I personally heard people say negative things about teachers when the first lockdown was announced, but I think those people may have been too quick to judge. We forget sometimes that teachers are human beings just like you and me. Teachers have fears, stresses, anxiety; and they have other family members to take care of too, just like everyone else. They also don’t work the standard 9-5 that people assume they do. They start early in the morning, finish sometimes late into the evening, and even then, they take their worries and stresses about their pupils home with them. For many, teaching is a calling and not just a job.

I spoke with head teacher Kelly MacKay who, in January, was dealing with flooding in her local area, on top of her duties as head teacher of a primary school. Then, shortly after the flooding chaos, she was hit with the lockdown announcement. As head teacher, the first thing Kelly had to do was prepare the staff and parents for the pandemic. Remote learning had to be put in place, parents had to be notified of the changes that would be taking place, at the same time Kelly still had to conduct her normal head teacher duties. 60% of primary school parents across the UK later reported that they were struggling with the remote learning, so getting this system working as smoothly as possible added to the stress and pressure that Kelly, like so many other head teachers, was placed under. Not only that, but also wellbeing training had to be put in place so that the teachers could still do their job effectively and stay well mentally and emotionally. Kelly’s school managed to provide their students with remote learning within one week of the announcement. Amazing!

Switching to remote learning

After speaking with author, part-time lecturer and former head teacher David Gumbrell, I have realized that one positive thing that came from the pandemic for teachers is that the relationships between themselves and other teachers became so much stronger. There was the realization that the connectedness between staff members was what made remote learning work. They had to be resilient and work together as a team to be able to do their jobs successfully.

I think I can speak for most people when I say we all have some sort of routine we each follow day in day out. Having a routine gives us feelings of safety and security. When teachers had to go from face-to-face learning to remote learning, a whole new routine had to be created for themselves and for their students. David came up with a strategy to break up his lectures while still providing work for his students. This was so important because the students were getting the education they needed as well as having breaks in between to support their wellbeing and carry on interactively with their class. Throughout the pandemic it is so important to create strategies and routines. One strategy David kindly shared with me was simple: self-compassion. He informed other teachers that they had to take care of themselves first to be able to help and teach their students successfully. Self-compassion is composed of three parts: self-kindness, common humanity and mindfulness. These three parts mean that you are understanding and kind to yourself, you realize you aren’t the only one that feels pain and then overcoming your pain and suffering through mindfulness. Self-compassion is all about loving yourself through the pain and suffering you are feeling.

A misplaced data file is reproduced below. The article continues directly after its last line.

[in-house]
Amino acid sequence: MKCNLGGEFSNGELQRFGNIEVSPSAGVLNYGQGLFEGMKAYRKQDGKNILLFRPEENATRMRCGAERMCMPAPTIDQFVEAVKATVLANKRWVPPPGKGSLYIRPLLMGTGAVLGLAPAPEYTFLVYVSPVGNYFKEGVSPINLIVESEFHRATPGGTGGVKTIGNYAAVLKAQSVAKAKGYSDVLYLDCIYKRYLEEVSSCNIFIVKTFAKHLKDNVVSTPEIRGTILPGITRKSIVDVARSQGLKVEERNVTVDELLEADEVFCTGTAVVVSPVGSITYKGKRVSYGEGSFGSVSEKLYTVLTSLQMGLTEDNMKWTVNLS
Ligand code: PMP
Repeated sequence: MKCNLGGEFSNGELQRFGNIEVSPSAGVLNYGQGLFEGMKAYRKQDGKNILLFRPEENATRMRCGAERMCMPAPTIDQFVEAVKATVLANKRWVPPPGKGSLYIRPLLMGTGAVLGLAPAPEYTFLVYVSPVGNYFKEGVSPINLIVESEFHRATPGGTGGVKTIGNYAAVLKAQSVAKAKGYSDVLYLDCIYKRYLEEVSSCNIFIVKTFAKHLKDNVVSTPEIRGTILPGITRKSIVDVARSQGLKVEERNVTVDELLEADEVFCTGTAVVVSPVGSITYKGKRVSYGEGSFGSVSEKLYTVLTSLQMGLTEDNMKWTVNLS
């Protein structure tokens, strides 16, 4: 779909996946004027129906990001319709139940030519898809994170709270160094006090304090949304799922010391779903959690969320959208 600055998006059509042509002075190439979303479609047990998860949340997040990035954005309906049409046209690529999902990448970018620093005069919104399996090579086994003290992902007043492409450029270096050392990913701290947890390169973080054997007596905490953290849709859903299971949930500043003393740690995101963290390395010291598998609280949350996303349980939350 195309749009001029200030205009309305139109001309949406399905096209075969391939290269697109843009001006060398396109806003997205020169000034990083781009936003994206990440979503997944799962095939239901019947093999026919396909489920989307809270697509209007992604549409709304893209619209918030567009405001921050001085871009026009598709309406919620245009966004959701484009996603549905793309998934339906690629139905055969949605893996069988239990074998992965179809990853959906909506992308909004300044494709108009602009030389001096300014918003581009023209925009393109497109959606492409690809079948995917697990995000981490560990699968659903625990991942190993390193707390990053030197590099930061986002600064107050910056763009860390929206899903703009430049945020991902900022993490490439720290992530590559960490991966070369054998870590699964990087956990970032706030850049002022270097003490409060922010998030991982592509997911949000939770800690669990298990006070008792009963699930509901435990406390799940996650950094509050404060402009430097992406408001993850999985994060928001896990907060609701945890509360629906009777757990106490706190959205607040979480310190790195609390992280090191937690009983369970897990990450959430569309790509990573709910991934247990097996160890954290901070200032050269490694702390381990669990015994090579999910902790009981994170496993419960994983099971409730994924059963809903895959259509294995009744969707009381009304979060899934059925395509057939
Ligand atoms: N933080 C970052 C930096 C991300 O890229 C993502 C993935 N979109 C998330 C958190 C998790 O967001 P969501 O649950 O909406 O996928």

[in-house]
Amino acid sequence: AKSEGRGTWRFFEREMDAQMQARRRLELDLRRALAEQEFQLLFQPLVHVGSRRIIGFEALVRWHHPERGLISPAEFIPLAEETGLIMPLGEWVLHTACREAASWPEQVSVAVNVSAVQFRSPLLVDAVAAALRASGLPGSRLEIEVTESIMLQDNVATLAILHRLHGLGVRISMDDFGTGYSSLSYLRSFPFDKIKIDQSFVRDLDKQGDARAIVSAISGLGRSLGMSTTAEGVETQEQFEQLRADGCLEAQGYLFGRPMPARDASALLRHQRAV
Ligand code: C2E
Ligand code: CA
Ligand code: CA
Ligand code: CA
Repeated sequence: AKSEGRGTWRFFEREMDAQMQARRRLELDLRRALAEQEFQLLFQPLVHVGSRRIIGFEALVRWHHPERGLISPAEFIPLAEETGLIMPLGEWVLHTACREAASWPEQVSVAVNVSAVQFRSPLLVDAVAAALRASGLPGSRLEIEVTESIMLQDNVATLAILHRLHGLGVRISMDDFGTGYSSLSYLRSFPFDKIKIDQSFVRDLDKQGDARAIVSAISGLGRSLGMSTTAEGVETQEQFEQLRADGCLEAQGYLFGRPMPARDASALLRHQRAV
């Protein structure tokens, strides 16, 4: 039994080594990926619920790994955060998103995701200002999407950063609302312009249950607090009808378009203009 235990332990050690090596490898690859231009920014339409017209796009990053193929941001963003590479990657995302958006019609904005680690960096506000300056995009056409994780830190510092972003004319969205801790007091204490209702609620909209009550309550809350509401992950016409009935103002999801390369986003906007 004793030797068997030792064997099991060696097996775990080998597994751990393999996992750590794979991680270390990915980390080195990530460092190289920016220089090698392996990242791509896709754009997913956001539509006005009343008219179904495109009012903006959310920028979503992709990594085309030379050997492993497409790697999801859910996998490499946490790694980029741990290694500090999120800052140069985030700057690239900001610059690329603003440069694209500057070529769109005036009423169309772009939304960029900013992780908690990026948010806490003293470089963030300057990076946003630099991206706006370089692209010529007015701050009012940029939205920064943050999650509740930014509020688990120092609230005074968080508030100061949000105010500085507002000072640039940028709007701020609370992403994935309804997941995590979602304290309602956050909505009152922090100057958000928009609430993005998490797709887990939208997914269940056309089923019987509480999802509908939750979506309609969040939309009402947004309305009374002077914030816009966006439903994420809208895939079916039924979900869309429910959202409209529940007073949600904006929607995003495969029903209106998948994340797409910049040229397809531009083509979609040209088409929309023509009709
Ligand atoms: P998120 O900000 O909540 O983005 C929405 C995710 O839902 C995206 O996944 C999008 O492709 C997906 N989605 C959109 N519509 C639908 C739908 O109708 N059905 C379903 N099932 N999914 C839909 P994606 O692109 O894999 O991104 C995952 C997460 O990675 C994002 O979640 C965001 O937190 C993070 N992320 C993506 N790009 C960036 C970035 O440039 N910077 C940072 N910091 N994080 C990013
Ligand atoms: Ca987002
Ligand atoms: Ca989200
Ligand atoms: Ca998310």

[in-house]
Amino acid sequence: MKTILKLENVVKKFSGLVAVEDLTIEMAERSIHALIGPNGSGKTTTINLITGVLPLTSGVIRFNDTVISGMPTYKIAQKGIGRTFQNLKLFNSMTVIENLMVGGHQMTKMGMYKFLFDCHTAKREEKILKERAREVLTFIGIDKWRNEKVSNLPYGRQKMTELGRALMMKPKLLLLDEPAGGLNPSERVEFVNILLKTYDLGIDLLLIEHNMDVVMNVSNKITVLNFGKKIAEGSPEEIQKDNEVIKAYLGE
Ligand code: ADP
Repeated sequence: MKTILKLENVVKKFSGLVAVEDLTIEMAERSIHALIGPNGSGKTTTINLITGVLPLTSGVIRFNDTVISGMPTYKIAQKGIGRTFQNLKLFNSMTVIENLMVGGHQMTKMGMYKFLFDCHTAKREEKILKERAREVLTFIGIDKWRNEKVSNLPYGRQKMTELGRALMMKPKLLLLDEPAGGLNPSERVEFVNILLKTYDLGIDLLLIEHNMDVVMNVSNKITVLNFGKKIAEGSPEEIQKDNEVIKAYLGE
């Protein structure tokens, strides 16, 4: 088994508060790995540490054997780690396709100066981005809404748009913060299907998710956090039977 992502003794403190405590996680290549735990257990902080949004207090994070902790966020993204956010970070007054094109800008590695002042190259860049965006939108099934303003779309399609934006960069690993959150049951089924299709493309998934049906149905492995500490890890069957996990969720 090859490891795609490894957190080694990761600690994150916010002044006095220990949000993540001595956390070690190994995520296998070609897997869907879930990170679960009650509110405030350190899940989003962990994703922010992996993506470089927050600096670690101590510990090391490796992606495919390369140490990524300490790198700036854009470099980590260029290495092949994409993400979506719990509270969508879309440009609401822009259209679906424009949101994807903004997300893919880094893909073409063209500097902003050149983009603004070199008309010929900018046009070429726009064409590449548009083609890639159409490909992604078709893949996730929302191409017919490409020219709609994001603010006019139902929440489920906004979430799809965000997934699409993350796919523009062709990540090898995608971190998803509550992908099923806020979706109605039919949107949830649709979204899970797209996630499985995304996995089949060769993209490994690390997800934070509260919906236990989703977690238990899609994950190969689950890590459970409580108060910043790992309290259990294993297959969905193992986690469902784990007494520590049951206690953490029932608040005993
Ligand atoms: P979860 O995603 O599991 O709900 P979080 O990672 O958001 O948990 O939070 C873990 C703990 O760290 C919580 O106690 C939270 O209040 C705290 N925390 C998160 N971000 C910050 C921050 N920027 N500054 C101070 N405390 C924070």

Preparation strategy

Many people have some sort of mental health related issue at some point in their lives, and teachers are no exception. So imagine how the pandemic has affected the number of those teachers who might have already been suffering with anxiety and stress for example, before the pandemic. The government provided funding for teachers to help their student’s mental health but, how are teachers supposed to provide their students with help when they themselves are struggling? We need to help our teachers with their wellbeing so that they can help their students – our next generation! It has been proven that children mirror the behaviours of their role models and those they spend a vast majority of their time with; we need our teachers to be happy and mentally & emotionally healthy so that children can mirror their positivity.

Adam Parkes, who specializes in teacher wellbeing kindly shared with me one of his strategies for helping teachers during the pandemic. He told the teachers that he works with to ‘visualize the worst-case scenario’. This may sound counter-intuitive, but everything else that then happens instead will seem like a bonus! And ‘Prepare to test positive for COVID-19.’ By following this advice, teachers could then plan and prepare to work remotely and would already have everything in place to carry on, should COVID strike.

 

Support our teachers

Steve Waters, a former teacher who is now working with schools to create strategies for teacher wellbeing, says that in a recent poll of head teachers in the UK, a staggering 47% said that they were planning to leave their jobs after the pandemic. We were already in need of teachers and the pandemic has now compounded the problem. It has really caused teachers to view their jobs in a completely different light. According to Steve, the way that schools and their results are being inspected during the pandemic really needs to be re-considered as it is driving our teachers to leave their jobs which will then have a massive negative impact on the education of our next generation.

As Adam Parkes said, ‘Don’t let our teachers feel like they are pawns in a game.’ Don’t forget that teachers are just human beings like you and me, they are going through the exact same stresses caused by the pandemic, that you and I may share, on top of giving your children and everyone else’s children the education they need and deserve.